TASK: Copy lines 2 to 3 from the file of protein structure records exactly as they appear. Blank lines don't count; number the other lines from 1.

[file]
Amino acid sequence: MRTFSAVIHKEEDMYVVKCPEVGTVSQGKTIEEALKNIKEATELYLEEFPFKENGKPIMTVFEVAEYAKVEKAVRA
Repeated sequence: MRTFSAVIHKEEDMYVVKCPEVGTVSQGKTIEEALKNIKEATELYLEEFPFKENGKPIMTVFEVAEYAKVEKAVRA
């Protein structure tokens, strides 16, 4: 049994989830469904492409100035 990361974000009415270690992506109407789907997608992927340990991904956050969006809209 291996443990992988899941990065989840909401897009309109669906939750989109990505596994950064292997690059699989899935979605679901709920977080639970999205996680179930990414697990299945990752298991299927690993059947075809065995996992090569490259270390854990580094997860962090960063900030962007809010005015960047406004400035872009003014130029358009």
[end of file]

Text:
Repeated sequence: MRTFSAVIHKEEDMYVVKCPEVGTVSQGKTIEEALKNIKEATELYLEEFPFKENGKPIMTVFEVAEYAKVEKAVRA
């Protein structure tokens, strides 16, 4: 049994989830469904492409100035 990361974000009415270690992506109407789907997608992927340990991904956050969006809209 291996443990992988899941990065989840909401897009309109669906939750989109990505596994950064292997690059699989899935979605679901709920977080639970999205996680179930990414697990299945990752298991299927690993059947075809065995996992090569490259270390854990580094997860962090960063900030962007809010005015960047406004400035872009003014130029358009």